45. 45. Role of the Microbiome? Pollak, Diabelalogia, 2017
  46. 46. The future of precision medicine in diabetes? • in vivo imaging of beta cell mass and function • postprandial glucose indices models • virtual imaging of patients using digital data • genetic risk scores Roden, Cobellini, Rich, Kovatchev, ADA 2018
  47. 47. Genetic risk scores Grubb et al, Diabetes Care 2018
  48. 48. • Diabetes is a complex condition and therefore needs a personalised approach to prevention, diagnosis, treatment and care linked to population scale interventions. • The importance of translating research into practice – remission of Type 2 diabetes - an example where pharmacists could play a key role? • Strength of diabetes research in the UK and the need for more investment
  49. 49. ‘Overcoming diabetes’ Professor David Taylor “if governments, health care providers and the wider public maintain the confidence and integrity of purpose required to keep investing in public health measures and effective new treatments, and to act on the evidence available about the societal and personal actions needed to protect health, diabetes and its consequences will not be major causes of death or disability by 2050s.”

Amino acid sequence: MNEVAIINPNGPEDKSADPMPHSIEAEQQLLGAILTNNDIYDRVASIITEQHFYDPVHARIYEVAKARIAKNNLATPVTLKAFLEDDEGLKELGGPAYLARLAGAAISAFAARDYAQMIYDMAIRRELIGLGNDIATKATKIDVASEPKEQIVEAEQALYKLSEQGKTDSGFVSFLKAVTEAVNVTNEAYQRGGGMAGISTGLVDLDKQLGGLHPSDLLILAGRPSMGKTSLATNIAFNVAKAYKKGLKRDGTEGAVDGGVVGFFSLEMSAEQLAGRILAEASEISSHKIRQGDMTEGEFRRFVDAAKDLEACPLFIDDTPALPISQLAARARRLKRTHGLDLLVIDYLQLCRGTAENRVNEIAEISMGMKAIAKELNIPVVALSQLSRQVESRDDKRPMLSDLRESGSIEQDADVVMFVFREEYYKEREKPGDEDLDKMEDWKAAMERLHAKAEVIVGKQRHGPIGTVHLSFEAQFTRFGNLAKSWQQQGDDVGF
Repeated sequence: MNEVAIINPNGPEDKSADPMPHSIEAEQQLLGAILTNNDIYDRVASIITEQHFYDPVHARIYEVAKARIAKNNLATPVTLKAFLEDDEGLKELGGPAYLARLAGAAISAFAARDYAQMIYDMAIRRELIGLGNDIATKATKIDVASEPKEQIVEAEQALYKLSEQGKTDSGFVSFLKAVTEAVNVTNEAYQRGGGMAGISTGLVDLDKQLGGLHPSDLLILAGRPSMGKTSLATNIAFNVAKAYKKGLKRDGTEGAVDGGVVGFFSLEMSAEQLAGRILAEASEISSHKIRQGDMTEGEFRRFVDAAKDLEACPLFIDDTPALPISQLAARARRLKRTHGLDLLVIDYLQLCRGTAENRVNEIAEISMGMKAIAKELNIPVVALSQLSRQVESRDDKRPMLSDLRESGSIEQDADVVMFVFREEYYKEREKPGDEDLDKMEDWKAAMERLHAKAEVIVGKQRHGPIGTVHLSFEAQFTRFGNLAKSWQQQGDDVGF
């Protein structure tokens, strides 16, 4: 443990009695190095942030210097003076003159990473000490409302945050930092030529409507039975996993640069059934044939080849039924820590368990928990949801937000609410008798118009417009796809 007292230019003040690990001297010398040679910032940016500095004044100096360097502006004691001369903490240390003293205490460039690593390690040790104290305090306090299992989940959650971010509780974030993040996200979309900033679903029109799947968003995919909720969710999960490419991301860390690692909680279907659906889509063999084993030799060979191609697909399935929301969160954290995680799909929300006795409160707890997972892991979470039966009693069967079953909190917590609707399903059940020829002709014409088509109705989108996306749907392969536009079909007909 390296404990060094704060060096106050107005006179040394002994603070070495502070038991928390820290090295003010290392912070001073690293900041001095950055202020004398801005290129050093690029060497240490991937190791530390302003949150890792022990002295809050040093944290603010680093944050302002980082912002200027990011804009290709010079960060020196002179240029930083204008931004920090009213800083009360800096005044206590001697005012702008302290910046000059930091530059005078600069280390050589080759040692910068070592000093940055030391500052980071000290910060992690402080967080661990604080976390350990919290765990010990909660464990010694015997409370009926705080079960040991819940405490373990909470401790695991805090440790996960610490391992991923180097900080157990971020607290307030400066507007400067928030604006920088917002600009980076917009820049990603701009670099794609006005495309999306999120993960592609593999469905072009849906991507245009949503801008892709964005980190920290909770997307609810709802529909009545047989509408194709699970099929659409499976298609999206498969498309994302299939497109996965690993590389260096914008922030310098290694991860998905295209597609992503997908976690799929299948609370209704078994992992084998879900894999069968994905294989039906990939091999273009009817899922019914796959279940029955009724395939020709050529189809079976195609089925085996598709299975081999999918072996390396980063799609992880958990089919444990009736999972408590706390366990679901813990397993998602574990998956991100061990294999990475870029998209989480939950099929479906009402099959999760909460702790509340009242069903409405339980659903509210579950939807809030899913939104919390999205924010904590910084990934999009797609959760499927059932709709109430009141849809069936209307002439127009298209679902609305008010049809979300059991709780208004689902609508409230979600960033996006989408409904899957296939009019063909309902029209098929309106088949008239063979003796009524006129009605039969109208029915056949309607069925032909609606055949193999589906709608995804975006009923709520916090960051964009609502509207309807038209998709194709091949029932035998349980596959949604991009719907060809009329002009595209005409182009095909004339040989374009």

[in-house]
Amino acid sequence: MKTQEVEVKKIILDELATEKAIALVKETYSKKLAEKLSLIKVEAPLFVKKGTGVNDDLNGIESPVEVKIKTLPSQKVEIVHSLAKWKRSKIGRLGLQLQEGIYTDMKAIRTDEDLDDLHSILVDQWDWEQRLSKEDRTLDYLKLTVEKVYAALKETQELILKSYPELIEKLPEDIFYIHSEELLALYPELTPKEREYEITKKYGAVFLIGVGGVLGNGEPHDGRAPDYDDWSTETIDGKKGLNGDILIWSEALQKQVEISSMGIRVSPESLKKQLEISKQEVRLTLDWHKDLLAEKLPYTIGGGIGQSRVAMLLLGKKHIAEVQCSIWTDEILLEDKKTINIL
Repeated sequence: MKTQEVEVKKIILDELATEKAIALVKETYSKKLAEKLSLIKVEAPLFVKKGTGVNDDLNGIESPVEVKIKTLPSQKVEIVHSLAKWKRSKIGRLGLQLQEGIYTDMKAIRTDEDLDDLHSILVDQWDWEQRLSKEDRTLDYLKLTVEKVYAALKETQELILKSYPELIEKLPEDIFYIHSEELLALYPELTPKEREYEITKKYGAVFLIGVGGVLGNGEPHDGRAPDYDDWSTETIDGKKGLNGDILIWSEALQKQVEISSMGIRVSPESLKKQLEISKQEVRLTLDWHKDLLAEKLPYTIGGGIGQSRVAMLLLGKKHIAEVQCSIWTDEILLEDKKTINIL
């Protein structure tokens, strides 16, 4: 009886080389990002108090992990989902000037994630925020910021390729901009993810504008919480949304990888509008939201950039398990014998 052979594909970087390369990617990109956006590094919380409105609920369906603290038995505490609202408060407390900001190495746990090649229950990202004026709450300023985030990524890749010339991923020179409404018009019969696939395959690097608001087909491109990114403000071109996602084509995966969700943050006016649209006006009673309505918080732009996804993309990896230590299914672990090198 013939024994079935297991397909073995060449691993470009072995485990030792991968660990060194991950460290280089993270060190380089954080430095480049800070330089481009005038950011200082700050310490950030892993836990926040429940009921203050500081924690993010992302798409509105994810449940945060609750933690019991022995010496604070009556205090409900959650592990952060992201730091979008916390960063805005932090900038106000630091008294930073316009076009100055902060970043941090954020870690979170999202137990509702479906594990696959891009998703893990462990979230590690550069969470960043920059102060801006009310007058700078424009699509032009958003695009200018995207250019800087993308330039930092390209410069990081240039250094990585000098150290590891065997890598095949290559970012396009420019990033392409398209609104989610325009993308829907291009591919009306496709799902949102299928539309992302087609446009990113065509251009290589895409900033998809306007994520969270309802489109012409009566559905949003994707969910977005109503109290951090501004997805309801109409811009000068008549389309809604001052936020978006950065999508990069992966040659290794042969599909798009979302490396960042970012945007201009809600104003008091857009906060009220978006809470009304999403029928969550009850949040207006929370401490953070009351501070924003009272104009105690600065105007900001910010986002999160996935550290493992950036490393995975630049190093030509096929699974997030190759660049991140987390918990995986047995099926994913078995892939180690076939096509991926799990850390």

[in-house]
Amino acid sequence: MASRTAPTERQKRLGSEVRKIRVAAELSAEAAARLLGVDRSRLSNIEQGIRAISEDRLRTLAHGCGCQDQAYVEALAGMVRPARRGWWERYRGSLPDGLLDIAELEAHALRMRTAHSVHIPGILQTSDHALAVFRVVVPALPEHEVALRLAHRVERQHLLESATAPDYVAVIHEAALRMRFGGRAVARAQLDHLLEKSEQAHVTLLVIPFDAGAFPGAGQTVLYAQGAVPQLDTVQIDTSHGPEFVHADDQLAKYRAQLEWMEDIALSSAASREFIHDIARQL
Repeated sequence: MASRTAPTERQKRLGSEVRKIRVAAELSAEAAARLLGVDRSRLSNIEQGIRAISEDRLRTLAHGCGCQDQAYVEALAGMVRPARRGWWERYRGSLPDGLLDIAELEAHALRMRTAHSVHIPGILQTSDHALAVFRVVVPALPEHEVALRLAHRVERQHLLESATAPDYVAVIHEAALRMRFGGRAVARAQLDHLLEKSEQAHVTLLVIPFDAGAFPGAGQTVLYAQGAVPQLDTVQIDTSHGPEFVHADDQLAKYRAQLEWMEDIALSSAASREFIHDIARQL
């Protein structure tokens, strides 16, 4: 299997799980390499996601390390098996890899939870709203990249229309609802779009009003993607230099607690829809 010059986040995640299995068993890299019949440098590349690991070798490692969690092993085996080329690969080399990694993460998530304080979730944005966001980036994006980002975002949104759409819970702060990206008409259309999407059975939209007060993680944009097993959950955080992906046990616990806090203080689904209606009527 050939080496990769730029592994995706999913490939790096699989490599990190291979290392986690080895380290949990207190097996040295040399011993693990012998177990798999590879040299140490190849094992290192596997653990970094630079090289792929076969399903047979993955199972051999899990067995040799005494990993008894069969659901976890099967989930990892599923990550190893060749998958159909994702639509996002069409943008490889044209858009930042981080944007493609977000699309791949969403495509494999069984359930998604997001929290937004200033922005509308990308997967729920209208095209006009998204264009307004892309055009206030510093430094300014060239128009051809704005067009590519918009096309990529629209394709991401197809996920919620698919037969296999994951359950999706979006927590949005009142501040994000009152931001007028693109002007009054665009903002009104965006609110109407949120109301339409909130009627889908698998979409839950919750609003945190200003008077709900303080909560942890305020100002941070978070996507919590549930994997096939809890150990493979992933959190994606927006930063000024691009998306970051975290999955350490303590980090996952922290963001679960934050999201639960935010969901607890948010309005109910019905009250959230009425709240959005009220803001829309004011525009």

50. 50. Acknowledgements Profs N. Morgan & S. Richardson, University of Exeter International Diabetes Federation Atlas Prof G. Rayman, Ipswich Hospital Dr G. Lewison, King’s College London Prof C. Greenbaum, Benaroya Research Institute, Seattle Prof L. Groop, Lund University Prof A. Hattersley, Drs R. Oram, J. Dennis, A. Jones, University of Exeter Prof K. Gillespie, Dr A. Long University of Bristol Prof H. Colhoun, University of Edinburgh Prof N. Satar, University of Glasgow Prof R. Taylor, University of Newcastle Prof M. Lean, University of Glasgow Prof J. Valabhji, Imperial College London, NHS England Prof M. Peakman, King’s College London Prof H. Hyöty, University of Tampere Prof A. Steck, University of Colorado Prof L. Walker, University College London Prof R. Hovorka, University of Cambridge Prof M. Roden, University of Düsseldorf Prof C. Cobellini, University of Padova Prof S. Rich, Prof B. Kovatchev, University of Virginia Professor M. Pollak, McGill University Drs E. Burns, F. Riley, Diabetes UK Prof D. Taylor, University College London
  51. 51. Thank you elizabeth.robertson@diabetes.org.uk @erobertson02